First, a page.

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Touchy Professors and Institutional Disinterest

October 10, 2015

Whilst we’ll never know the full story, the recent BuzzFeed article outlining complaints against well-known planet-hunting Astronomer Geoff Marcy by several former UC Berkeley students is representative of a much larger problem.

Although I’m disappointed it’s Marcy at the center of this, I’m saddened more by the knowledge this is the tip of the iceberg. This seems particularly so within Academia, the perfect environment for providing young, eager-to-please students for those with power to prey upon, safe in the knowledge in the unlikely event one of their victims chooses justice over their career (which will likely implode the moment they lodge a complaint), they’ll probably face minor consequences at most.

It’s not just Academia of course. Any environment with significant power inequities between individuals – be they managers and workers, teachers and students, adults and children, political leaders and interns – presents these opportunities for exploitation, as the weaker player lacks reasonable avenues for refusing unwanted advances without jeopardising an important (for various reasons), relationship, and in many cases their reputation, future employability, perceived trustworthiness and career. Worst-case – they expose themselves to legal consequences and years spent in court.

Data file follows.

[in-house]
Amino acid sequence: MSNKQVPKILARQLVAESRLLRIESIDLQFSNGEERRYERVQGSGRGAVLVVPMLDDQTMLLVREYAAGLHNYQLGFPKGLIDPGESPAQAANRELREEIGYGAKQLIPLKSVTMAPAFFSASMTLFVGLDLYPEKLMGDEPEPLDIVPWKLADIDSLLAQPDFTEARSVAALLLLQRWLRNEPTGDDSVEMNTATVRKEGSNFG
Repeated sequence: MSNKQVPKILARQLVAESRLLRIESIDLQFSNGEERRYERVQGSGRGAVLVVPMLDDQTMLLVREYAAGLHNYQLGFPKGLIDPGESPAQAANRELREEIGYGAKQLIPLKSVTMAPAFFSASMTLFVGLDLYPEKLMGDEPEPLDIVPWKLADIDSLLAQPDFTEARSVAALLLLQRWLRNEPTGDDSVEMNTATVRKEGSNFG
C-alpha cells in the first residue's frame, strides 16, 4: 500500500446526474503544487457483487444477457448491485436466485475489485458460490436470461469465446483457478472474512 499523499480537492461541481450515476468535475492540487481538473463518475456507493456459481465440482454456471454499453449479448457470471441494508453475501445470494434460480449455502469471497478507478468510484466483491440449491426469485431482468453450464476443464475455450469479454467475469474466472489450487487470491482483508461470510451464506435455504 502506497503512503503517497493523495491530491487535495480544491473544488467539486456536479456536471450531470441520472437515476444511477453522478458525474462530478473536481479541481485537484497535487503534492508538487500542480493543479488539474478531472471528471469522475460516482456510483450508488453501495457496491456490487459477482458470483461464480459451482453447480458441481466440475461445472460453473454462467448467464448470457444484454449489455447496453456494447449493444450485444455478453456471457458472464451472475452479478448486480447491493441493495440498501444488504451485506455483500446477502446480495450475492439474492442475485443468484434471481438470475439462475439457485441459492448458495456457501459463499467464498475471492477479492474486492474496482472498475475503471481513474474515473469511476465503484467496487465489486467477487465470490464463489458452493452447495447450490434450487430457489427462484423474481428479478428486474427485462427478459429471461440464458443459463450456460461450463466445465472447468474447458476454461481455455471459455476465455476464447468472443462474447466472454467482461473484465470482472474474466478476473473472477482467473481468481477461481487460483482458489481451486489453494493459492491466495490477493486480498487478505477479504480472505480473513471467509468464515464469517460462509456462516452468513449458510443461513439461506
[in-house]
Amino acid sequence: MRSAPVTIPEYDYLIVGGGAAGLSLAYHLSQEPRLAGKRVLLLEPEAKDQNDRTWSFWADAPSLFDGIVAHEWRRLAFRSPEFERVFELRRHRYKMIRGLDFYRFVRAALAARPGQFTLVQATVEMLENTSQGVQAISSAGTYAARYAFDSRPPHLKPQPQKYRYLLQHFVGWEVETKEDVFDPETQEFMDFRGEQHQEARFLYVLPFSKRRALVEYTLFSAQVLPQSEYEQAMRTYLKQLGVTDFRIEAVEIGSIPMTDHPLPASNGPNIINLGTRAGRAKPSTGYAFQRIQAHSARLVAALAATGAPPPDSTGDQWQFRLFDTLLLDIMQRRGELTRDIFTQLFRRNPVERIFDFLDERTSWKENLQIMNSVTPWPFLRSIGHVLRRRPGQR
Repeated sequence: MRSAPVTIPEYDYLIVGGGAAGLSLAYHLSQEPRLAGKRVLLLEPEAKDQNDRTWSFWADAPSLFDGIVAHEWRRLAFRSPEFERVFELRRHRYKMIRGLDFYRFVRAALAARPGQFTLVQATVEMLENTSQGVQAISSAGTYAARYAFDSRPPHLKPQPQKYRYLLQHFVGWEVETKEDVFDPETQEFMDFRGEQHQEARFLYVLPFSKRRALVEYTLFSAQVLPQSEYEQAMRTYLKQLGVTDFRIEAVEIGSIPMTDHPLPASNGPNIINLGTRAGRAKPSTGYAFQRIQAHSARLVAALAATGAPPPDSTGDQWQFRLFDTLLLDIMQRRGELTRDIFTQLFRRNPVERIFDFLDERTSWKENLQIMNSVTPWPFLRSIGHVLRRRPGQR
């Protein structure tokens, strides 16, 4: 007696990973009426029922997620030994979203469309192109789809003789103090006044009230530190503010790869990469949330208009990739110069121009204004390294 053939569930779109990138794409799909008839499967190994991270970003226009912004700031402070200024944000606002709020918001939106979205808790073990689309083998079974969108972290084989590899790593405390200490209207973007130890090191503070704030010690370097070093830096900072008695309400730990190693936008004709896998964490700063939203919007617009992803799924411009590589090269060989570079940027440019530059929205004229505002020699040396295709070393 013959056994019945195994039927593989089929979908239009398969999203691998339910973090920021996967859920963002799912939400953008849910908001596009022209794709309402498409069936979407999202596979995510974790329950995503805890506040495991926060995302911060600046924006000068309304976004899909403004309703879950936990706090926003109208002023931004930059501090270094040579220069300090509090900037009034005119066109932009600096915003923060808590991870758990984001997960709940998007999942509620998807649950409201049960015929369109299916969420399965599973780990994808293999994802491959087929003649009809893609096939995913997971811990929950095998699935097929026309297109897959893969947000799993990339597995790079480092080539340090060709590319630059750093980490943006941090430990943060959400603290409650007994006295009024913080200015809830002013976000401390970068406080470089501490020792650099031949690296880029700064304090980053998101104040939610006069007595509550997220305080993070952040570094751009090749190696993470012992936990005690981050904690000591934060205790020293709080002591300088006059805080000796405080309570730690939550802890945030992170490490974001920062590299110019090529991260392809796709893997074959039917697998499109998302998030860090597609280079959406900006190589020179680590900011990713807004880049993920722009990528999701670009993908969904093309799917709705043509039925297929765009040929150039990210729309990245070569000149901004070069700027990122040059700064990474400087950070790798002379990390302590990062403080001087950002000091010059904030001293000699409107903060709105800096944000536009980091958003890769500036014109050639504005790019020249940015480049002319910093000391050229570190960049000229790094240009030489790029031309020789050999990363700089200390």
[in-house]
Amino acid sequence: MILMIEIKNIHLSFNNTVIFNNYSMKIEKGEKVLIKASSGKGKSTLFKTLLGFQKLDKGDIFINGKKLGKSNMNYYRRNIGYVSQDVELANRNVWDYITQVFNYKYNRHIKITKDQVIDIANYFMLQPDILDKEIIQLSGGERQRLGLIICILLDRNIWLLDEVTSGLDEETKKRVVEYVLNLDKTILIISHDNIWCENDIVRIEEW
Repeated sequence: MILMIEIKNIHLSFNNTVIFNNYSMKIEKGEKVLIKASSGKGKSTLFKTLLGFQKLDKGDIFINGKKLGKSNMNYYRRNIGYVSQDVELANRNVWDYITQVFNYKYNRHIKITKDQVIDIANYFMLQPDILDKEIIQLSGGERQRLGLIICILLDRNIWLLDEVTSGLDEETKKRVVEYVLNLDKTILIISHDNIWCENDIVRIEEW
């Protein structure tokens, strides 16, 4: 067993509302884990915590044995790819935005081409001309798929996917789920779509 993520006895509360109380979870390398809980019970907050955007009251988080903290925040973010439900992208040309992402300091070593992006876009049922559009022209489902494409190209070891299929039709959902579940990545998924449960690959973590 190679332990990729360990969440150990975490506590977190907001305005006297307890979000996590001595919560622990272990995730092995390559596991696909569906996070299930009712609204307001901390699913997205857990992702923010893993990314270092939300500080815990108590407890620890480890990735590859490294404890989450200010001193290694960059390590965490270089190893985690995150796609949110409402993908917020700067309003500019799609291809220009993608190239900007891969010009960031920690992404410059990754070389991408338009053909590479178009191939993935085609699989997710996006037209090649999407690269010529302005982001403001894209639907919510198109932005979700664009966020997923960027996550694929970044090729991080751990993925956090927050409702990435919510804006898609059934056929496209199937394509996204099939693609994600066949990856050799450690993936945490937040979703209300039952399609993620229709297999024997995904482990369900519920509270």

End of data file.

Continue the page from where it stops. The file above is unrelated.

In terms of Academia, I do wonder whether so-inclined individuals are partly attracted to the vocation by the potential to satisfy their sexual desires through the abuse of their power, or whether the environment ‘grows’ them into what they become through constant positive reinforcement of their earlier, less overt sexual advances which aren’t ever formally challenged. 

Either way, what does seem clear is that universities and colleges – as indeed corporations – lack sufficient motivation to adequately and fairly protect those on the wrong end of the power equation. Research grants, government funding and reputations are at stake, and just like in business: workplace harassment is a nasty little secret best kept quiet. Victim blaming, disbelief and failure to act seem default positions by the hierarchy, allowing the ‘touchers’ (for want of a better word), of the world to carry on with impunity, whilst the female student body warn each-other about the touchy professor they should avoid, knowing there’s nothing they can do about him without sacrificing one or more of their own.

Human relations are complex. College students have likely hooked up with their Professors since universities were first established (and yes I know these originally excluded women). But the power-inequity means the student lacks the choice, and the failures of the administrations to act only reinforces the teachers’ delusion their conduct is acceptable, or at least accepted. There needs to be open and frank conversation about this so we can provide the powerless with permission to express their wishes, and clear expectations of being taken seriously when those wishes aren’t respected. 


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